Episode 4 – RIP Alex Chilton

26 Mar

Hard to get on track with this thing. As a UNCC student in his junior year, life is hectic to say the last. But here is the fourth episode, and I will absolutely get the fifth episode up this weekend.

Mar 20 2010

Still working on getting the podcast up in the iTunes directory, which has been a lot harder this time around.

Cool news: working on getting an official logo for the podcast. I asked my friend Nate, who’s a web designer, to take a crack at a logo, and he surprised me with a few different ones. I’ve been wrestling between the one on the sidebar and this one:

(leaning towards this one)

Nate’s website can be found at http://www.varloodesign.com/

Okay. So in this episode we start out with a new track from Scotland-based Frightened Rabbit, who just released The Winter of Mixed Drinks, the follow-up to their acclaimed 2008 album The Midnight Organ Fight. The song is “The Loneliness and the Scream.” Stream the album and/or buy it here.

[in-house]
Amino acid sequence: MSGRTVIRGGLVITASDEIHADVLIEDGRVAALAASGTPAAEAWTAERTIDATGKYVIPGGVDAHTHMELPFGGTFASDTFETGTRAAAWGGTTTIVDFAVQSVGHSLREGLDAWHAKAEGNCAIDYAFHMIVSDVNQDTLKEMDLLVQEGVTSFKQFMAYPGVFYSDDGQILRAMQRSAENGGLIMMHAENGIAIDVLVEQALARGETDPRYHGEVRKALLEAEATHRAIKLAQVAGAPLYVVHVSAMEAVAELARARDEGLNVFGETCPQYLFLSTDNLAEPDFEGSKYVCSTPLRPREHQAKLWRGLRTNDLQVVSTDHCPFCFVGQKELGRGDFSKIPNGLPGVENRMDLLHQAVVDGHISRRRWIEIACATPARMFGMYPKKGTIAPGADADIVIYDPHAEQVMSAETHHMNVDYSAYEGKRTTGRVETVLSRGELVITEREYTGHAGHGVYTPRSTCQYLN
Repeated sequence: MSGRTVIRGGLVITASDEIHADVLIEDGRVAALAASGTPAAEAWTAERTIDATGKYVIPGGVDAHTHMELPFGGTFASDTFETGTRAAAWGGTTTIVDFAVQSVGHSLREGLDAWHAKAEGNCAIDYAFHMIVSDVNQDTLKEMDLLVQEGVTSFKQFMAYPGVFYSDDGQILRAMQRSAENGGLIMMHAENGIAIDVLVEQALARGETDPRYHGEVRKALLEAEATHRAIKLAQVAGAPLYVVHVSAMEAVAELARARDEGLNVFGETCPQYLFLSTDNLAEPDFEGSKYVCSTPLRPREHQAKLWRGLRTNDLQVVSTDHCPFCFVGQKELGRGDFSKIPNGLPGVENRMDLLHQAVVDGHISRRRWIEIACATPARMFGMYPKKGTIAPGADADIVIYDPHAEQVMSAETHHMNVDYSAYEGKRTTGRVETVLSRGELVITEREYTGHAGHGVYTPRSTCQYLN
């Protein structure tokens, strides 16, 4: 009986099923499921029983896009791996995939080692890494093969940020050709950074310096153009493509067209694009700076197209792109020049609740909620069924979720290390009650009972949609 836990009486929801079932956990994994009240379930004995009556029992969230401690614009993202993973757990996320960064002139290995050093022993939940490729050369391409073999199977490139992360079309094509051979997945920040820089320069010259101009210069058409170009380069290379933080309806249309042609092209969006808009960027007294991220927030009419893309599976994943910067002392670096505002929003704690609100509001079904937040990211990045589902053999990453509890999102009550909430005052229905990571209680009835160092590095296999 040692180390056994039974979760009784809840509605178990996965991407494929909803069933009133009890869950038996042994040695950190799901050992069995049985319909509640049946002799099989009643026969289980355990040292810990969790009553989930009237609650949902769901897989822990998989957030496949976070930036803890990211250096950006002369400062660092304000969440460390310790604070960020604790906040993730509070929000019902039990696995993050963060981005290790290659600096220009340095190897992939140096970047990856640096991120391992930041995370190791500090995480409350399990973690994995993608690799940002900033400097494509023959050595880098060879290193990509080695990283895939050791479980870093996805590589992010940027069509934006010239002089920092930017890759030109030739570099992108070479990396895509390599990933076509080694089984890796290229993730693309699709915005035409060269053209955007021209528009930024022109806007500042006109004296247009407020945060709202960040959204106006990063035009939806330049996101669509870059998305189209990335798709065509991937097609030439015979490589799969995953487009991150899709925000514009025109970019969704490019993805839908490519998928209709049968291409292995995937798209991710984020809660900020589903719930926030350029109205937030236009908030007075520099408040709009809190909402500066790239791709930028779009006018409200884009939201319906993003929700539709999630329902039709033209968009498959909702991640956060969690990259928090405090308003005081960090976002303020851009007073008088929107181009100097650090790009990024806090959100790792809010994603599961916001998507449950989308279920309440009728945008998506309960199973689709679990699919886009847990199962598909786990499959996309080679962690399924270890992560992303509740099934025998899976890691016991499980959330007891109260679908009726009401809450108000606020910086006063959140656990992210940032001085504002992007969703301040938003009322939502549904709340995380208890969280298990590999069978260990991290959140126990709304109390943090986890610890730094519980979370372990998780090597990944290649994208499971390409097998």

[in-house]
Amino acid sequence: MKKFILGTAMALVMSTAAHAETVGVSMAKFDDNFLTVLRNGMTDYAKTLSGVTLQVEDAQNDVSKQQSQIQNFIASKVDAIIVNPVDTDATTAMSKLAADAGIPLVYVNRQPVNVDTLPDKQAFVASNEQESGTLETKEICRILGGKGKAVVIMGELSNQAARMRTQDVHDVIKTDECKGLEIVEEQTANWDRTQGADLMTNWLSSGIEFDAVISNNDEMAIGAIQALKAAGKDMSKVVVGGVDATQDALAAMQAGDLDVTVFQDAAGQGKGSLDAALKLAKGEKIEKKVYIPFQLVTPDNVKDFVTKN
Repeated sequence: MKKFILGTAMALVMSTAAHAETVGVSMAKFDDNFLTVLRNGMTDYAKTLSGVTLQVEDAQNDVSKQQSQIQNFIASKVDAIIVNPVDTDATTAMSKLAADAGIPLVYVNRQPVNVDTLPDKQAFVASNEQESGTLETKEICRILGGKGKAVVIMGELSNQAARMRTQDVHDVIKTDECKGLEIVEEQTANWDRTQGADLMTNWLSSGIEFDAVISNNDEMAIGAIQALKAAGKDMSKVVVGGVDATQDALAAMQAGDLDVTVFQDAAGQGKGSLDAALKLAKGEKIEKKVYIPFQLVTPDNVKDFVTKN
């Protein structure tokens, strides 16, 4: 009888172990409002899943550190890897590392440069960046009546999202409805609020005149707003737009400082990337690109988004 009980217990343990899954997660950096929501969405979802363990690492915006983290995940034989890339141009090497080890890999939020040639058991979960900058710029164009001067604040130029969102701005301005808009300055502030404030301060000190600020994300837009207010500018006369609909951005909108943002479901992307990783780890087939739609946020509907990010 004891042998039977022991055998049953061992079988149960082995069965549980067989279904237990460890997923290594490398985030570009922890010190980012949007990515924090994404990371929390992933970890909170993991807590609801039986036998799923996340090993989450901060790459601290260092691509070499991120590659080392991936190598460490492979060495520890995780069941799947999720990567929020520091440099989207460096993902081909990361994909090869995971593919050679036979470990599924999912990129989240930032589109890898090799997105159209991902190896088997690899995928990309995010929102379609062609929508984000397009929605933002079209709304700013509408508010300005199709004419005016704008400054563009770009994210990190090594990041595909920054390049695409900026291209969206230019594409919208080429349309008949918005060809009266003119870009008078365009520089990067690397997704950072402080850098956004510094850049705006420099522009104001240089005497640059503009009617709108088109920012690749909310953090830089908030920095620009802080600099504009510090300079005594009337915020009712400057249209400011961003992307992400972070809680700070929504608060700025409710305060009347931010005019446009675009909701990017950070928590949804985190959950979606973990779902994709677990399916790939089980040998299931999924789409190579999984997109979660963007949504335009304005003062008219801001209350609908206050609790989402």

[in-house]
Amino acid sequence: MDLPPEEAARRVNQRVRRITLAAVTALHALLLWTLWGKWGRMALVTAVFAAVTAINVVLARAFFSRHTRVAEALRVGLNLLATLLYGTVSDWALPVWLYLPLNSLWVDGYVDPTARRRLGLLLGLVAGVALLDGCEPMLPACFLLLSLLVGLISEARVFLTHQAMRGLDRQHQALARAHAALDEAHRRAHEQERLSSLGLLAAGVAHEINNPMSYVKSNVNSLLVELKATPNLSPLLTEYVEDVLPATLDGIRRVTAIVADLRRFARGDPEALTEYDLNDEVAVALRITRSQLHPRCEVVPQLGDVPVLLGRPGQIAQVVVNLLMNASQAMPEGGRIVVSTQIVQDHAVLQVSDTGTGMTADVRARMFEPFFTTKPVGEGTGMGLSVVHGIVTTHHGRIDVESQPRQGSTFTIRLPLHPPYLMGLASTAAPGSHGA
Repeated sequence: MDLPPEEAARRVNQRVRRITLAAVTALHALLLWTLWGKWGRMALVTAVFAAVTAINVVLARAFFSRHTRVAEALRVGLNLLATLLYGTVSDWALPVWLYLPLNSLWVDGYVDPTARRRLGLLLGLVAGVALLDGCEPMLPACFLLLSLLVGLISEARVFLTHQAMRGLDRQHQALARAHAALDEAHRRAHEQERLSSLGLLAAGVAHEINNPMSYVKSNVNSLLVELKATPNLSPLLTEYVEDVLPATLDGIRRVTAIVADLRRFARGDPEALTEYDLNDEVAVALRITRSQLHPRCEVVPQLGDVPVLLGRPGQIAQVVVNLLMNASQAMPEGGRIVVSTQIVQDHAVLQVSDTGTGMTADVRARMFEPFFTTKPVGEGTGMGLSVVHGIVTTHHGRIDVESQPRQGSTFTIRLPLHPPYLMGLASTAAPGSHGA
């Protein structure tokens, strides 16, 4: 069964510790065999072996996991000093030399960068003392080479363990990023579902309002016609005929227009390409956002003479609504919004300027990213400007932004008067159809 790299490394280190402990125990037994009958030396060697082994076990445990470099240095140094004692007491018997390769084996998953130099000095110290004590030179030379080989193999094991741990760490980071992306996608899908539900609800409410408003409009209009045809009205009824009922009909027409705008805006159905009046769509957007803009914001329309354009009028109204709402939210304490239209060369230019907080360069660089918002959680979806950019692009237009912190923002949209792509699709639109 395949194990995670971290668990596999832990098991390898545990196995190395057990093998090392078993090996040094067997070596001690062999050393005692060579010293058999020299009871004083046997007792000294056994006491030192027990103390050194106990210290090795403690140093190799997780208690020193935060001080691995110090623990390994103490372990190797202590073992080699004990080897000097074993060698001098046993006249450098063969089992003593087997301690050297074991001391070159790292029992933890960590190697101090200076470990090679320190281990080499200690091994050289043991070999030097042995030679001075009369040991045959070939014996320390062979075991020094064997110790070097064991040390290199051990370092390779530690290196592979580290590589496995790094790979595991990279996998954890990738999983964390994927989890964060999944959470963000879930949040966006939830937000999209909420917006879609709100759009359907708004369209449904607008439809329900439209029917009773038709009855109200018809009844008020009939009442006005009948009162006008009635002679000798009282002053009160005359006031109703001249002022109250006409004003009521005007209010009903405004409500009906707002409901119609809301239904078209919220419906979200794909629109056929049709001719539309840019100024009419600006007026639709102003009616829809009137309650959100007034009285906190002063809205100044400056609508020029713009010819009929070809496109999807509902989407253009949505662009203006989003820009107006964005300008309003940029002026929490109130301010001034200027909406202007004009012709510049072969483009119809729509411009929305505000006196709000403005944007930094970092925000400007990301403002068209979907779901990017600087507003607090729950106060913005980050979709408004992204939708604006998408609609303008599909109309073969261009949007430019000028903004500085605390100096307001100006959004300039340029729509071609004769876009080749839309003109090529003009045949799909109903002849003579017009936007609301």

Not tired quite yet of playing music from countries that start with the letter “S,” I then play Swedish artist Jens Lekman’s fantastic song “Happy Birthday, Dear Friend Lisa,” from his 2004 debut When I Said I Wanted to Be Your Dog. If you haven’t been listening to Jens Lekman, start now. Don’t resist his delectable pop melodies for one second longer.

Since my podcast was recorded on the first day of spring, I bid farewell to winter with The Dodo’s “Winter,” from their excellent 2008 album Visiter. Listen to this off-the-hook album now.

Then I play “Ruin My Day,”  a track from film composer/record producer/all-around kick-ass musician Jon Brion’s 2001 pop album Meaningless. The album’s now out of print, but I highly recommend getting your hands on it.

No Random Guy Track Review this week (lack of preparedness on my part), so I end the episode with a 2-song tribute (“In the Streets” and “The Ballad of El Goodo,” both from Big Star’s debut #1 Record) to Alex Chilton, who passed away recently on March 17. Big Star’s music has had a significant role in my musical growth, and I can only imagine how much their music will continue to influence others in the future.

R.I.P. Alex

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